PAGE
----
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Photos tell story of the energy boom's threat to wild Wyoming.

The natural gas industry has boomed nowhere like it has in southwest Wyoming, in the Upper Green River Valley at the south end of the Yellowstone ecosystem.  Hundreds of well pads have been scraped and an industrial web of facilities and roads have gone in to the Jonah Field and the Pinedale Anticline area.

In my last post I told you about using Freecycle, Craigslist, and eBay to reduce-reuse-and-recycle my way through a total refurnishing of my new, post-divorce life. It was a lot more fun and I found better quality things than shopping at garage sales and second-hand stores. There's really great stuff out there if you follow the ads.

A major benefit is that by not buying new, I wasn't contributing more climate-changing carbon emissions. Another benefit was the interactions I had with the sellers. Every piece has its own story.

We have just learned that Kansas Gov. Kathleen Sebelius will appear June 26 in downtown Denver at an Earthjustice program to tell the story of how her bruising fight with coal power interests has helped create a national clean energy agenda. Seating is limited for the breakfast presentation, and reservations are recommended.

Q: What do forests, water, wildlife, and agriculture have in common?

A: They’re all being reshaped, redistributed, and otherwise readjusted by climate change. Now, in real time.

That's the conclusion of the U.S. Climate Change Science Program, which just released a long-delayed government-commissioned report on how climate change is affecting the American landscape.

This is so much on my mind that I've been looking for every way to do something about it I can find.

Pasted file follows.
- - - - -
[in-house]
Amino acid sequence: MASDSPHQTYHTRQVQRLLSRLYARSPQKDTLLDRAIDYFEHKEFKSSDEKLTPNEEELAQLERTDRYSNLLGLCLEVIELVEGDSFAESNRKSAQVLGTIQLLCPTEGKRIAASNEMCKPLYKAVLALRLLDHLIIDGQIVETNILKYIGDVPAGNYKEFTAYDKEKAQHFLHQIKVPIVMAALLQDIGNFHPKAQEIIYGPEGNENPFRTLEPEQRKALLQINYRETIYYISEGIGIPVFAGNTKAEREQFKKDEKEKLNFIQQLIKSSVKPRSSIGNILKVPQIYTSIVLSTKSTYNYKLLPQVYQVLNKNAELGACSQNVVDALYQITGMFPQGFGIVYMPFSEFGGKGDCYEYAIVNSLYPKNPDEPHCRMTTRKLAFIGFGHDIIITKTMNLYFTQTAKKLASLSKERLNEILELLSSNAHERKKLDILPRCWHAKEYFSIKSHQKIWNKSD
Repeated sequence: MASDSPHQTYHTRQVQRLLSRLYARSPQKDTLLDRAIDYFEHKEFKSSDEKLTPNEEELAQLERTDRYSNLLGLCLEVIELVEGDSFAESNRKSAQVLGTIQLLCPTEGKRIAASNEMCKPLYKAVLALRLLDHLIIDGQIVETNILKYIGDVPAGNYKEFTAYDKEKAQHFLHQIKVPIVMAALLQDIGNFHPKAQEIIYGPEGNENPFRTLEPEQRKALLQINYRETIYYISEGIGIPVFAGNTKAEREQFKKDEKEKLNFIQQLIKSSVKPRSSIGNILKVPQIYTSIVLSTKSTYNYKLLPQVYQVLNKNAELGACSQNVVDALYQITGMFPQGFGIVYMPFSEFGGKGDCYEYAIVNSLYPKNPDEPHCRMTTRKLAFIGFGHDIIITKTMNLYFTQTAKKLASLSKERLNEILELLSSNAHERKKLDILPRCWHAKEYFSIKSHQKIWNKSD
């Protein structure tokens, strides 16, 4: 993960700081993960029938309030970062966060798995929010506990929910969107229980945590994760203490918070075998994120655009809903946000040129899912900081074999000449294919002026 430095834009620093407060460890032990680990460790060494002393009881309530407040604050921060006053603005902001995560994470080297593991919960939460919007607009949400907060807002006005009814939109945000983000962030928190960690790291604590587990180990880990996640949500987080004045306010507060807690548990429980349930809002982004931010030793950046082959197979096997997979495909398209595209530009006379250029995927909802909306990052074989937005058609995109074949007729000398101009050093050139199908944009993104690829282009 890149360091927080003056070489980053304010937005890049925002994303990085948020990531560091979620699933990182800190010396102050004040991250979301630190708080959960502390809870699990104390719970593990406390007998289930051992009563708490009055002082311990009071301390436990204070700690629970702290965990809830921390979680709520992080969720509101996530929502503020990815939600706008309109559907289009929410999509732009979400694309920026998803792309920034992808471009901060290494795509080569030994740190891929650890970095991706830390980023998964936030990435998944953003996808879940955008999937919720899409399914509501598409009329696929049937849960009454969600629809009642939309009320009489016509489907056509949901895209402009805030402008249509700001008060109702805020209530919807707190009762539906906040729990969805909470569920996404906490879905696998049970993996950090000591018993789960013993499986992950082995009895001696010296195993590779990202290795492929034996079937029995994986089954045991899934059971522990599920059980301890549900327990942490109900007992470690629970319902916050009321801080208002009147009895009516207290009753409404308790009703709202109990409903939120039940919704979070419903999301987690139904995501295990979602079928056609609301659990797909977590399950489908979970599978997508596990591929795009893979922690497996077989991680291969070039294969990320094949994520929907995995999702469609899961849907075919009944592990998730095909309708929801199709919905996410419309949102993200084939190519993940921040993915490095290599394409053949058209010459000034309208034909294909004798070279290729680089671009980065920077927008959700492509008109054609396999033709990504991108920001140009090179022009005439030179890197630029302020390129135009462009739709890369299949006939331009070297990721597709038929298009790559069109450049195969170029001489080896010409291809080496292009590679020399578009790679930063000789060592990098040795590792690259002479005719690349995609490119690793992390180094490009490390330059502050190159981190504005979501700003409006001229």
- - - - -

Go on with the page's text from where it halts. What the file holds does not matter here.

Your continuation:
Today Americans first learned that former White House Press Secretary Scott McClellan has written a tell-all book about his years in the Bush Administration.

According to press accounts, the administration was less than candid with the American people. McClellan now believes he told numerous untruths on behalf of the administration. While the administration will certainly dispute McClellan's account, the whole issue begs the question.

First we had the skeptics, the nay-sayers, who denied that the climate is heating up, or, if it is, it's natural and not our fault. Rush Limbaugh still spouts this line, as does Senator Jim Inhofe, but their ranks are dwindling, have in fact dwindled to insignificance.

...by giving themselves an environmental award, of course! note that the Lafarge press release touting their environmental award came out, according to the article, 6 months after they received the award. during that time we held two press conferences pounding on Lafarge for their mercury pollution, and this Albany Times Union reporter did a great story about how that cement kiln is the biggest mercury polluter in the state.

I've never been quite sure what 'a perfect storm' means (didn't see the movie), but it seems to mean a situation where everything gangs up on you. If so, we seem to be already in perfect storm territory in the building competition between hungry people and thirsty vehicles for corn and other grains.

The U.S.may lose its right to vote on international ship pollution standards because Congress has failed to implement a treaty setting limits on ship pollution. At risk is a vote in upcoming negotiations on stricter standards proposed by the U.S. delegation to the International Maritime Organization.

House and Senate lawmakers are trying to resolve differences on legislation to implement the treaty, known as Annex VI to the International Convention for the Prevention of Pollution from Ships. The full Senate has not yet acted on it.

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About the Earthjustice Blog

unEARTHED is a forum for the voices and stories of the people behind Earthjustice's work. The views and opinions expressed in this blog do not necessarily represent the opinion or position of Earthjustice or its board, clients, or funders. Learn more about Earthjustice.